• Iran
  • February 11, 2010
  • 3 minutes read

Clashes break out in Iran as anniversary marked

Clashes break out in Iran as anniversary marked

TEHRAN: Iranians gathered to show their disdain for the 31st anniversary of the Iranian revolution on Thursday, and police and security forces in the country have opened fire on the protesters in an effort to move them, eyewitnesses told Bikya Masr. By noon, thousands of Iranians – many of whom had taken to the streets since last summer’s controversial election – were in the main squares of Tehran. Their demonstration comes as Iranian national television showed live footage of pro-revolution demonstrations.

“We are here to show the world we will not be silent and our voices and ideas will be heard,” said a female university student from Shiraz. “We are fed up with the way our country is run and want change to happen.”

The popular opposition website Green Voice confirmed reports that security forces had fired shots and teargas at crowds of protesters who had come to central Tehran to support opposition leader Mirhossein Mousavi.

Iranians have been in protest mode for months now, since last summer’s election, which opposition activists say was a “botched attempt to maintain power” by the ruling government.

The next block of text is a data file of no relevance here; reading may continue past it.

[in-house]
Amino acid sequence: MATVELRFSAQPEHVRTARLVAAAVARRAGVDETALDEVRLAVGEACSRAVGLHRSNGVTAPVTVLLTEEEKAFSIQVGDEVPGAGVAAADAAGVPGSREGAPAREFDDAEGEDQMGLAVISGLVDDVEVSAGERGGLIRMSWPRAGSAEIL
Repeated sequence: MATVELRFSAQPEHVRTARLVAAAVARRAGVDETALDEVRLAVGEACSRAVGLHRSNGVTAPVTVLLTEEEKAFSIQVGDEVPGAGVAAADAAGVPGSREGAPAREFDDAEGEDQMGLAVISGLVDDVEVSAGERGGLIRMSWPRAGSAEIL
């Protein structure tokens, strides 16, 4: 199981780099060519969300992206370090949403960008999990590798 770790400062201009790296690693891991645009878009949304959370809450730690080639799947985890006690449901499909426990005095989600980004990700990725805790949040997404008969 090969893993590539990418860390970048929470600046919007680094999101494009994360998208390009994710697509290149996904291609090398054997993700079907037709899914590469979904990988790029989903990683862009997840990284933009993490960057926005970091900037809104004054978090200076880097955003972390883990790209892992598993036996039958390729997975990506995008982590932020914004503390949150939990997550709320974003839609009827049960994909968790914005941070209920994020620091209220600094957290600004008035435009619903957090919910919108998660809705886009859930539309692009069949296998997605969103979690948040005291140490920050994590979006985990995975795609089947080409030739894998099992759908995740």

On Thursday, Iran had hoped to celebrate 31 years of revolution, but protesters have put a damper on the situation, activists said. They gathered early in an effort to show “not all Iranians are in support of the repressive and disgusting government.”

Reza, 27, a former journalist, said that history should be understood in Iran when discussing the situation for a foreign audience. He believes that the attitudes of the current demonstrators are “little different” from those of his parents’ generation who were the leading forces in making the revolution in 1979 a reality.

“If we take a glance at what is going on on the streets here, it is very similar in atmosphere as it was in the late 1970s, my family tells me,” he began. “So, if we look at this in a historical perspective, we see that this really could be the beginning of something big. We all understand this is not going to change over night and we are all prepared to make it happen.”

For many like Reza, they are unemployed and the economic situation in the country continues to deteriorate as the Iranian government faces international sanctions for their alleged nuclear weapons project. Most Iranians believe the West’s accusations are unfounded, but for now, they are putting their efforts against the government.

“We are being killed, quite literally, for speaking out so right now, we could not care about the nuclear issues. We want change,” said the female activist.

**this article was filed by an Iranian blogger in Tehran.